Nord Stream rupture may mark biggest single methane release ever recorded - UN
Sept 30 (Reuters) - The ruptures on the Nord Stream natural gas pipeline system under the Baltic Sea has led to what is likely the biggest single release of climate-damaging methane ever recorded, the United Nations Environment Programme said on Friday.
A huge plume of highly concentrated methane, a greenhouse gas far more potent but shorter-lived than carbon dioxide, was detected in an analysis this week of satellite imagery by researchers associated with UNEP's International Methane Emissions Observatory, or IMEO, the organization said.
“This is really bad, most likely the largest emission event ever detected," Manfredi Caltagirone, acting head of the IMEO for UNEP, told Reuters. “This is not helpful in a moment when we absolutely need to reduce emissions,” he said.
Researchers have not yet been able to quantify from the imagery the amount of methane leaking from the Gazprom-led GAZP.MM pipeline system, but believe the rate of emissions is higher than from a major leak that occurred in December from offshore oil and gas fields in Mexican waters of the Gulf of Mexico, which spilled around 100 metric tons of methane per hour, Caltagirone said.
The Gulf of Mexico leak, also viewable from space, ultimately released around 40,000 metric tons of methane over 17 days, according to a study conducted by the Polytechnic University of Valencia and published in the journal Environmental Science & Technology Letters.
That is the equivalent of burning 1.1 billion pounds of coal, according to the U.S. Environmental Protection Agency’s Greenhouse Gas Equivalencies Calculator.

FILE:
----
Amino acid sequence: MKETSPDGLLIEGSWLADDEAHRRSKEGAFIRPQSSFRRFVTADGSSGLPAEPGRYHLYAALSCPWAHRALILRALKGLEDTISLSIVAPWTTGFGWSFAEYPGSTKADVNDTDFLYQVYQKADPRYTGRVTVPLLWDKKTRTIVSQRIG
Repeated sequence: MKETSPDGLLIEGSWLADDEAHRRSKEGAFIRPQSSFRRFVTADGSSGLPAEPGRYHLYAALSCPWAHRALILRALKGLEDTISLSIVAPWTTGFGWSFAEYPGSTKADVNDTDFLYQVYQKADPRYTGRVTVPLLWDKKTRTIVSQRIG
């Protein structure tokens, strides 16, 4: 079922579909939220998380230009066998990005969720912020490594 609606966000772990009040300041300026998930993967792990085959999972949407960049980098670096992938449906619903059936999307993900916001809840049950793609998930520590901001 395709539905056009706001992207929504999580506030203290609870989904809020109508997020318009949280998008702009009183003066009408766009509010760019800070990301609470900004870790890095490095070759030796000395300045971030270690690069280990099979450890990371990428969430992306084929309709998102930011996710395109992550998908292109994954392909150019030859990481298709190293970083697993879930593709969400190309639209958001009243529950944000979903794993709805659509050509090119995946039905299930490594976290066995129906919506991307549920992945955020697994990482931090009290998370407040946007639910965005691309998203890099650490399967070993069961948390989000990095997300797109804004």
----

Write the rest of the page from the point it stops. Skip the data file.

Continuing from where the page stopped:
Improved satellite technology has rapidly enhanced the ability of scientists to find and analyze greenhouse gas emissions in recent years, something some governments hope will help companies detect and prevent methane emissions.
The major leaks that suddenly erupted in the Nord Stream gas pipelines that run from Russia to Europe have generated plenty of theories but few clear answers about who or what caused the damage. Both Russia and the European Union have suggested the ruptures were caused by saboteurs.
Europe and the United States have heaped sanctions on Moscow in retaliation for its invasion of Ukraine, raising worries the Kremlin will seek to deprive Europe of crucial energy supplies leading into the winter.
Caltagirone said, whatever the cause, the damage to the pipeline posed a problem beyond energy security. “This is the most wasteful way to generate emissions,” he said.
Writing by Richard Valdmanis Editing by Frances Kerry
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